No-one should be afraid to speak out about the atrocities in Gaza, and both sides are culpable; we must take account of all opinions. There are many innocents in the Gaza strip and we should not look away to appease the Israelis. When Russia bombed civilian areas in Ukraine, the UK and the US were quick to condemn Putin. Why is that not the case with Netanyahu?

As is always the case with the Middle East, no side is 100% right. Yes, the Israelis were right to retaliate for the Hamas atrocities, but surely within that policy, there should have been the words "proportional response". The revenge that is currently under way is in danger of taking on an element of attempted genocide.

The United Kingdom and the United States have been sitting on their hands for decades over the Palestinian issue. That procrastination might be about to manifest itself in all-out war in the region, a war that will surely impact western economies for decades.

Francis Deigman, Erskine.

Banks must show sound judgment

I READ with some apprehension that the cap on bankers' bonuses is about to be removed ("Bankers’ bonus caps to be scrapped to make UK ‘appealing finance hub’", The Herald, October 25). While the existing cap has certainly been welcome to most observers the reality is that it was not a significant control in that bonuses of 100% of salary could still be paid.

The financial crisis of 2008 shook us all. Whatever reasons or excuses may be given the monetary impact on the British taxpayer was enormous. In Scotland we were far from immune, with our largest banks being very badly affected. To put matters into context these banks, two of which had been in existence for some 400 years, had in their long history been able to withstand all that had been thrown at them including two world wars. The year 2008, however, produced a situation which they found unable to handle without outside help.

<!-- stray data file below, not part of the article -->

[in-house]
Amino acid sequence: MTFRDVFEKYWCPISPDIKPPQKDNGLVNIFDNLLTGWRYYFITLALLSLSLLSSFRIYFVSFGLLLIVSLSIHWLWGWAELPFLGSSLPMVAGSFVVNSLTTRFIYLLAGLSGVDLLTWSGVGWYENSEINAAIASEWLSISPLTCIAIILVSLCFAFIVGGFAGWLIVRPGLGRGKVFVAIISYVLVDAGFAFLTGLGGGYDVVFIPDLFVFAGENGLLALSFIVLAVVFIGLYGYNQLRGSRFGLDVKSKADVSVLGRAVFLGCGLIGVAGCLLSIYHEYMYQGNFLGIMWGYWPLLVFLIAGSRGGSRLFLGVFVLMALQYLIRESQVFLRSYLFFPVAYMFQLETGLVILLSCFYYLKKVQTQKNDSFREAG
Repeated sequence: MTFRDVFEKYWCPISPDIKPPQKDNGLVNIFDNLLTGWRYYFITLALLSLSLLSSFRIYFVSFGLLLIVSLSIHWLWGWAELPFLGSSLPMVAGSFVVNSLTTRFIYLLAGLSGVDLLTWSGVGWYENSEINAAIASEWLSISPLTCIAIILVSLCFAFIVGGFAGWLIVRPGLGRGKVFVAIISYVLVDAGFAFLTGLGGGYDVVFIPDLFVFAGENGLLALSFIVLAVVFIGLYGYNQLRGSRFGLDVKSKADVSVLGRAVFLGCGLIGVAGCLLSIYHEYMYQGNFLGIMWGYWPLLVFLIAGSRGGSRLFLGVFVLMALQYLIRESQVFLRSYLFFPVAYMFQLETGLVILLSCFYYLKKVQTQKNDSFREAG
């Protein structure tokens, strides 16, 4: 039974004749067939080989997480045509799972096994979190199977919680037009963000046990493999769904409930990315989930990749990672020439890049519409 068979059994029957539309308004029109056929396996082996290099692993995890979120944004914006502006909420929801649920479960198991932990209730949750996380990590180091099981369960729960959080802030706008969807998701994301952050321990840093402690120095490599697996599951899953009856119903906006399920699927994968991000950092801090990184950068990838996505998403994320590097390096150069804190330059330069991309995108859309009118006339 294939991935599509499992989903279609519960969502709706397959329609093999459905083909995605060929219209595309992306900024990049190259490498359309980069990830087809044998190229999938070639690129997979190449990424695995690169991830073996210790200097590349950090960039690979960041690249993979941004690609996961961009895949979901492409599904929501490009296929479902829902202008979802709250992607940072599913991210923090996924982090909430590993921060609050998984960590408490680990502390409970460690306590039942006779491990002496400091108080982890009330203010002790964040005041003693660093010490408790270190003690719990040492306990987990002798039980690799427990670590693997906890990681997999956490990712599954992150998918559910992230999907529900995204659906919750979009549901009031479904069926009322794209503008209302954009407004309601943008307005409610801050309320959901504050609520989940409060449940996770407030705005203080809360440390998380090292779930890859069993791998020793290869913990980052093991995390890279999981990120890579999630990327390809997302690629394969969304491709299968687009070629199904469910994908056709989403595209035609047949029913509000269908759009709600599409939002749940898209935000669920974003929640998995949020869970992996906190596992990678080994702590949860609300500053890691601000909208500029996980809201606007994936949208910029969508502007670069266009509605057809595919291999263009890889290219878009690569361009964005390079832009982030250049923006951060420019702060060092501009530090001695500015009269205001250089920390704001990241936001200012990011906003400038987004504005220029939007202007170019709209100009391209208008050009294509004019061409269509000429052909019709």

At this particular time the reputation of our banks is being adversely affected by what many perceive to be a lack of satisfactory service. Three of the qualities that were constant at the top of our banks in previous centuries were good judgment, common sense and integrity. We must all hope that these will be very much to the fore in the coming years and that bonuses will only be awarded for genuinely good work which has stood the test of time and moreover that they will be awarded taking account of the economic situation facing the public at large.

Graham Mathewson, Stirling.

Read more: Have we learned nothing from the bombings of World War 2?

That's rich from the Tories

THE Conservative benches at Holyrood never fail to surprise at First Minister’s Questions. This week Conservative MSP Megan Gallacher had the audacity to challenge the record of the Scottish Government on childcare and associated costs, suggesting that families cannot afford to get into work because of childcare costs.

Rightly the First Minister took no lessons from an MSP whose party at Westminster crashed the economy and is in charge of the huge energy and associated costs we are all enduring. Humza Yousaf pointed out that the Scottish Government has the most generous childcare regime in the UK, with 1,140 free hours a year for three and four-year-olds and around a quarter of all two-year-olds.

Ms Gallacher said that families are having to cut back on essentials. Perhaps she would like to take her concerns to the root of the problem: to the Conservatives at Westminster. They are culpable regarding the cost of living crisis, cutting welfare with the two-child cap on benefits, something the Scottish Government continues to mitigating against.

Ms Gallacher cutting back on essentials might just have something to do with increased mortgages as a result of the compete mismanagement of the economy at Westminster.

Catriona C Clark, Falkirk.

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Advice on the budget

READING about the £1bn budget deficit ("Public sector salary hikes leave £1bn budget deficit", The Herald, October 26) suggests to me that the Scottish Government needs to rapidly implement its policy of, to quote Ivan McKee, “breaking down suboptimising silos” ("Progressive taxation needs to be much more than just a sound bite", The Herald, October 25).

Mike Flinn, West Kilbride.